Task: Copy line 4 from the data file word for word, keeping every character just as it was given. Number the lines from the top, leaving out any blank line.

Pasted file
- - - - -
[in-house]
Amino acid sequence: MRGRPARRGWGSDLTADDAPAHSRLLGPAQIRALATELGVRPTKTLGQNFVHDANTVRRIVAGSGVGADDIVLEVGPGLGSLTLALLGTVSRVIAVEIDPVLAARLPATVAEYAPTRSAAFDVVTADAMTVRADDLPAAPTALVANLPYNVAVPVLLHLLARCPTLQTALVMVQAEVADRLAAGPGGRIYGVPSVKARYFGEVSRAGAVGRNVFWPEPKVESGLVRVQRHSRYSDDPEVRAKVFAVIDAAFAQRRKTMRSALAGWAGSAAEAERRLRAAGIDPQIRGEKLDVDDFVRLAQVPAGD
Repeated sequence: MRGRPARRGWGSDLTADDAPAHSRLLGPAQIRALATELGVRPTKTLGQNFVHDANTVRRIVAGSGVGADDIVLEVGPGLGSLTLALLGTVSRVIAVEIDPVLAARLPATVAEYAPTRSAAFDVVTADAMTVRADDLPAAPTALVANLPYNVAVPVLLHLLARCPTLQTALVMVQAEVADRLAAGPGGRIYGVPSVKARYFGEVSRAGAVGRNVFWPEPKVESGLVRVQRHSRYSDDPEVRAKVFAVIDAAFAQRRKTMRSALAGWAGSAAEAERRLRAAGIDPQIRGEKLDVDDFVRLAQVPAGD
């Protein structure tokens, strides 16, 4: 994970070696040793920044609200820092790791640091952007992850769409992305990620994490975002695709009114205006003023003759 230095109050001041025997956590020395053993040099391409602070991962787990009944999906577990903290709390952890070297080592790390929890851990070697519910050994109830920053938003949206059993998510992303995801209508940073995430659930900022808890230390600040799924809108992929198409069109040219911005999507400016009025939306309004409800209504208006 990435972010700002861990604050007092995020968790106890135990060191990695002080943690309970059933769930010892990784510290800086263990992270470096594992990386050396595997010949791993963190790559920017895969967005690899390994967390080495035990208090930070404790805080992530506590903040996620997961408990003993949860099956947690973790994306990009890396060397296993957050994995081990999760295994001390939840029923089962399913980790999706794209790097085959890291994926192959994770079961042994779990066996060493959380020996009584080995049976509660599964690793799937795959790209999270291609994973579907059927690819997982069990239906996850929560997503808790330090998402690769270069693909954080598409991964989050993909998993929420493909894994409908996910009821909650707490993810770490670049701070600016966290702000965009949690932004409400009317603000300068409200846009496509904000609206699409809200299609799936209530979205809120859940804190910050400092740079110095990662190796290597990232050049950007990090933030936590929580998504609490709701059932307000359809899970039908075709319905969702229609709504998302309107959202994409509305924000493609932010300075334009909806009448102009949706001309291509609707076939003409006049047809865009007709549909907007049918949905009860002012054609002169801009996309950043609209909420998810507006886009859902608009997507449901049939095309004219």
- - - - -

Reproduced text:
């Protein structure tokens, strides 16, 4: 994970070696040793920044609200820092790791640091952007992850769409992305990620994490975002695709009114205006003023003759 230095109050001041025997956590020395053993040099391409602070991962787990009944999906577990903290709390952890070297080592790390929890851990070697519910050994109830920053938003949206059993998510992303995801209508940073995430659930900022808890230390600040799924809108992929198409069109040219911005999507400016009025939306309004409800209504208006 990435972010700002861990604050007092995020968790106890135990060191990695002080943690309970059933769930010892990784510290800086263990992270470096594992990386050396595997010949791993963190790559920017895969967005690899390994967390080495035990208090930070404790805080992530506590903040996620997961408990003993949860099956947690973790994306990009890396060397296993957050994995081990999760295994001390939840029923089962399913980790999706794209790097085959890291994926192959994770079961042994779990066996060493959380020996009584080995049976509660599964690793799937795959790209999270291609994973579907059927690819997982069990239906996850929560997503808790330090998402690769270069693909954080598409991964989050993909998993929420493909894994409908996910009821909650707490993810770490670049701070600016966290702000965009949690932004409400009317603000300068409200846009496509904000609206699409809200299609799936209530979205809120859940804190910050400092740079110095990662190796290597990232050049950007990090933030936590929580998504609490709701059932307000359809899970039908075709319905969702229609709504998302309107959202994409509305924000493609932010300075334009909806009448102009949706001309291509609707076939003409006049047809865009007709549909907007049918949905009860002012054609002169801009996309950043609209909420998810507006886009859902608009997507449901049939095309004219």